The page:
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Still No Sign of Integration for Occupied Ukrainian Regions

The Russia-installed governors of the four Ukrainian regions Moscow claims as its own. Valery Sharifulin/TASS

The Kremlin maintains direct control over the four Ukrainian regions that Moscow claims as its own territory amid continuing fighting and a lack of established borders, Russia’s Kommersant daily reported Monday, citing unnamed presidential administration sources. 

Ukraine’s Donetsk, Luhansk, Zaporizhzhia and Kherson regions are not included in any of Russia’s eight federal districts and do not have their own presidential envoy, according to the publication.

Citing two Kremlin sources, Kommersant said Moscow could move to integrate the partially occupied territories into Russia’s regional administrative system either after regional elections this fall or whenever Moscow declares an end to what it refers to as its “special military operation” in Ukraine.

The Kremlin has also not instructed the authorities it controls in any of the four regions to lay the groundwork for their integration into the Russian Federation, Kommersant cited two sources close to the leaders of two of the four occupied Ukrainian territories.

The issue of forming federal districts may gain relevance “in the process of stabilization and complete liberation of these territories,” according to Viktor Vodolatsky, a deputy in Russia’s lower house of parliament, who oversees the Luhansk region.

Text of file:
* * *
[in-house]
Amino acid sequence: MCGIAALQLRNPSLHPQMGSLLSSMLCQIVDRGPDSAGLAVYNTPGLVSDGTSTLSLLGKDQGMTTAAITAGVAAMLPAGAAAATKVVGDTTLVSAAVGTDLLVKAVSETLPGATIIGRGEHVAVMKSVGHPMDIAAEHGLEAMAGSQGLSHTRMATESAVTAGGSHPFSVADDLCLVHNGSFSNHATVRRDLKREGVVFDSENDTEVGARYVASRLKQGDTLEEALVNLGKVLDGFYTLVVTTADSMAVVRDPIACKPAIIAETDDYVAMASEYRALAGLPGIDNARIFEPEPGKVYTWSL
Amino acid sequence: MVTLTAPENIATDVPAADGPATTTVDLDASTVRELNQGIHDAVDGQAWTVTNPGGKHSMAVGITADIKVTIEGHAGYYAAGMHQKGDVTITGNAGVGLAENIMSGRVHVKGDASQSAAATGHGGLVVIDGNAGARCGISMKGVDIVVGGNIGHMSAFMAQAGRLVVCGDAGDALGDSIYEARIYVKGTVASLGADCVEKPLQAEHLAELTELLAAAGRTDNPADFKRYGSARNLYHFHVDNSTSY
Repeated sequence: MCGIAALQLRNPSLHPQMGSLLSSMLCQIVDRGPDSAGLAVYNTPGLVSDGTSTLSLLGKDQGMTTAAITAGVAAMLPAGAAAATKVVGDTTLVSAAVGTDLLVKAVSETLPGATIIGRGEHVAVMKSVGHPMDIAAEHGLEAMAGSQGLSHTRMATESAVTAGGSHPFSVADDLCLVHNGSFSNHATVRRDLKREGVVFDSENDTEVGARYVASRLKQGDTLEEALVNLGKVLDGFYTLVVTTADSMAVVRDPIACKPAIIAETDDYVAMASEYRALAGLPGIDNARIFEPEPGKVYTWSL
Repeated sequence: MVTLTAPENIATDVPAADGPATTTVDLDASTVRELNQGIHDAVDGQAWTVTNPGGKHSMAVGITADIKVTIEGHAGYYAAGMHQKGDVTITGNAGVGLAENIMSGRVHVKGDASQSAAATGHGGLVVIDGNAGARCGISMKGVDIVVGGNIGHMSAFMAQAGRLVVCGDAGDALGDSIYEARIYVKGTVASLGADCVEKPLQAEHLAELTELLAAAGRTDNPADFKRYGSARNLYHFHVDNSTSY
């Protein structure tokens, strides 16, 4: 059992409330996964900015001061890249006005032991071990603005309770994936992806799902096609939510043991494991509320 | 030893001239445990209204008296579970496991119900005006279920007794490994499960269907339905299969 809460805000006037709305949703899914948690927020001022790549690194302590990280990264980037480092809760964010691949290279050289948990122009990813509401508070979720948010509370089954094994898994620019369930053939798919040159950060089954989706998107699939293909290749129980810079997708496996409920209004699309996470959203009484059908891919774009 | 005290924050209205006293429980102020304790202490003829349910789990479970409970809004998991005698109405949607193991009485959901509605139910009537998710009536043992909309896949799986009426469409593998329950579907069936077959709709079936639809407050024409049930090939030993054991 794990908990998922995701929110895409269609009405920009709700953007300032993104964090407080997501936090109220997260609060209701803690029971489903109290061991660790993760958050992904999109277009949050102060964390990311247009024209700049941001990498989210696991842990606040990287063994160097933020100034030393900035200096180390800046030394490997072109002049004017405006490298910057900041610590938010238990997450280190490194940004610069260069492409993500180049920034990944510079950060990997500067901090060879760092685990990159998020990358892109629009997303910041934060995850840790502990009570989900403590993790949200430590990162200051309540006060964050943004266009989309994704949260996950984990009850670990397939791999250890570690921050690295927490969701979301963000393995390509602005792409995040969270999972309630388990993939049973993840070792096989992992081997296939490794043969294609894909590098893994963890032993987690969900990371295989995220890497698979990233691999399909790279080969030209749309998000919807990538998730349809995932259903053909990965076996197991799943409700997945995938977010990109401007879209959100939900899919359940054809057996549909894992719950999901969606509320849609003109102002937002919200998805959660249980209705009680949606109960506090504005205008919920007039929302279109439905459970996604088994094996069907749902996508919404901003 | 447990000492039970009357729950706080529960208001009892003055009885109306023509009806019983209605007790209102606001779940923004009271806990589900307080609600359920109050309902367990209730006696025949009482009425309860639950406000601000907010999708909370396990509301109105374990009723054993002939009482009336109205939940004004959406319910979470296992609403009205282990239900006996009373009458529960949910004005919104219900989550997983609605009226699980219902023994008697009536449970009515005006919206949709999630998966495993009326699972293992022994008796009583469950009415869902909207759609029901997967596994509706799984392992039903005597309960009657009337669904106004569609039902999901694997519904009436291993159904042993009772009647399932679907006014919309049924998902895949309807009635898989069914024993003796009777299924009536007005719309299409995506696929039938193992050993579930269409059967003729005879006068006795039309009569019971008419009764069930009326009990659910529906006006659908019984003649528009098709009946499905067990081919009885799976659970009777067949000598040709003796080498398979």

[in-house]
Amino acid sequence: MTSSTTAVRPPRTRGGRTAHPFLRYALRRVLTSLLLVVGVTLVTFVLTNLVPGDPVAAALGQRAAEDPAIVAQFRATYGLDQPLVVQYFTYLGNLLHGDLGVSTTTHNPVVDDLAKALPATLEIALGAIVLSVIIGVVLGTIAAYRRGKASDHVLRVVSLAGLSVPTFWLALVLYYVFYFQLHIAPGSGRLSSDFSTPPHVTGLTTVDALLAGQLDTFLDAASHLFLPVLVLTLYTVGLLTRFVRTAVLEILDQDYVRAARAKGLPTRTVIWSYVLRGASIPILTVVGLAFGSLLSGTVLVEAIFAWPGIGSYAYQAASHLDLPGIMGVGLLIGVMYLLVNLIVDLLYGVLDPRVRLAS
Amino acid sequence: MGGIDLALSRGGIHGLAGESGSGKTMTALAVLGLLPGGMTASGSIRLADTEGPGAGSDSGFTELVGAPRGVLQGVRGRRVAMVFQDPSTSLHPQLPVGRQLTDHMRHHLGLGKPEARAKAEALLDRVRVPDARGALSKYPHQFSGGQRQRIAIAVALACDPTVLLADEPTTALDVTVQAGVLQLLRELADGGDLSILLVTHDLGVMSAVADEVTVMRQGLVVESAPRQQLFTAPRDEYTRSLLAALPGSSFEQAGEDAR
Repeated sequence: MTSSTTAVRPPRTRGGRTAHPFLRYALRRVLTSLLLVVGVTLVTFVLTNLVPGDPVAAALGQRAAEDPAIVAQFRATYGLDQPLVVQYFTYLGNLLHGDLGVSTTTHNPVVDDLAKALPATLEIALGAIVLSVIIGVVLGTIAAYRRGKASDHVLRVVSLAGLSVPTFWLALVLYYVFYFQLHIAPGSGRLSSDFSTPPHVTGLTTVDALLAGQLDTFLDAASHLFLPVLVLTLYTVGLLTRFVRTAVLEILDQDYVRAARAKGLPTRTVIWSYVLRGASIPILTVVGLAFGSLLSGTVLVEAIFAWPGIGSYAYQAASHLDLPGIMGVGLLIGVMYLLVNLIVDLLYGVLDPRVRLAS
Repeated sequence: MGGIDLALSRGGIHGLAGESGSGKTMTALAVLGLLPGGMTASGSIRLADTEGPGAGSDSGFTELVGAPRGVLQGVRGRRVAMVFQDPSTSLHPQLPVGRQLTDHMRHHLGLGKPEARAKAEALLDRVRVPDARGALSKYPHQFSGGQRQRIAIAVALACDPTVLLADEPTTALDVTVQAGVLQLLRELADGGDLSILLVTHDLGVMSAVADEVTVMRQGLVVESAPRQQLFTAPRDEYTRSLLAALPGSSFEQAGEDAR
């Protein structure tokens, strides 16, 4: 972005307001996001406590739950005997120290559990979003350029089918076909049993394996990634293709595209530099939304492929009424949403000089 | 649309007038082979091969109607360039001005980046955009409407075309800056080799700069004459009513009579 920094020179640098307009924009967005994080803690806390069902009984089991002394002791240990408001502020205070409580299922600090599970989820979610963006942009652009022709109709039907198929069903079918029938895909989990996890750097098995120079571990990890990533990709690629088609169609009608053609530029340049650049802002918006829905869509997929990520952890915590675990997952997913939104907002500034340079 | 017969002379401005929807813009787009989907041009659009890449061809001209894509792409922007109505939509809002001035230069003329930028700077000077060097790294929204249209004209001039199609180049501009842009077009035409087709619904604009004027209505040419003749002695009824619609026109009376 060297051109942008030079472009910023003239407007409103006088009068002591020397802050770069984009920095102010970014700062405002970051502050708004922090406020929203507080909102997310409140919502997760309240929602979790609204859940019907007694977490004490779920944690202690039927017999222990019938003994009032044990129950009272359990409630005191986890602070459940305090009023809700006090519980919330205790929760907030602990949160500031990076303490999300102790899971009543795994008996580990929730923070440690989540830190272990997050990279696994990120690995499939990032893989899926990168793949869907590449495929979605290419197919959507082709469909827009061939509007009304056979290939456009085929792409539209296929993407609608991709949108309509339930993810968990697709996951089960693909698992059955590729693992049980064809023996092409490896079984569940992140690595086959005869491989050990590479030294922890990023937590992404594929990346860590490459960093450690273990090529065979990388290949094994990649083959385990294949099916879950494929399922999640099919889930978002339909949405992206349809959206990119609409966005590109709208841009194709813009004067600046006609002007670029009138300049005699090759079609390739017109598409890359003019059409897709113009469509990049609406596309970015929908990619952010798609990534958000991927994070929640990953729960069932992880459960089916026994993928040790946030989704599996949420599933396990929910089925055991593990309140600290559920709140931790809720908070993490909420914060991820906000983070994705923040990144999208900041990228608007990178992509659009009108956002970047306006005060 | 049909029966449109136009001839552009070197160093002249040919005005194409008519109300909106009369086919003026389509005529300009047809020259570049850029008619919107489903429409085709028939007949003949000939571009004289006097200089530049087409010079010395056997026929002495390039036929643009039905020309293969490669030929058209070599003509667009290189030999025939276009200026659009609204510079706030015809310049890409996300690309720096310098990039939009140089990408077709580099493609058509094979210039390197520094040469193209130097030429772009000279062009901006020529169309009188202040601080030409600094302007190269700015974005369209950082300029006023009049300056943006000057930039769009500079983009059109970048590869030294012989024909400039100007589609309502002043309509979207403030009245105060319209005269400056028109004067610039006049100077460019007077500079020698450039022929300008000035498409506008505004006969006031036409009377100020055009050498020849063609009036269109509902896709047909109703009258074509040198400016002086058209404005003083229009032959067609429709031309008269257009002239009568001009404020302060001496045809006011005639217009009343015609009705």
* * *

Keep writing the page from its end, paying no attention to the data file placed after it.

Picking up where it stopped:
“The presidential administration has taken over the functions of the federal district and is successfully coping with the task,” Kommersant quoted Vodolatsky as saying.

The captured territories could be integrated into Russia’s regional structure following legislative elections there on Sept. 10, 2023, said Duma lawmaker Igor Kastukevich, who oversees the Kherson region.

Moscow has been claiming the four Ukrainian regions to be legally Russian territory after a series of rushed referendums in September 2022 that were widely condemned as a sham by the international community.

Russian President Vladimir Putin signed the accession of all four Ukrainian regions into law in October.

Russian media reported ahead of these moves that the four captured Ukrainian regions could become part of a new Crimean Federal District, which would also include Crimea, which Moscow illegally annexed from Ukraine in 2014. 

Kremlin spokesperson Dmitry Peskov said last week that the administration was “studying various options” for the incorporation of the Ukrainian regions into Russia’s regional administrative hierarchy.

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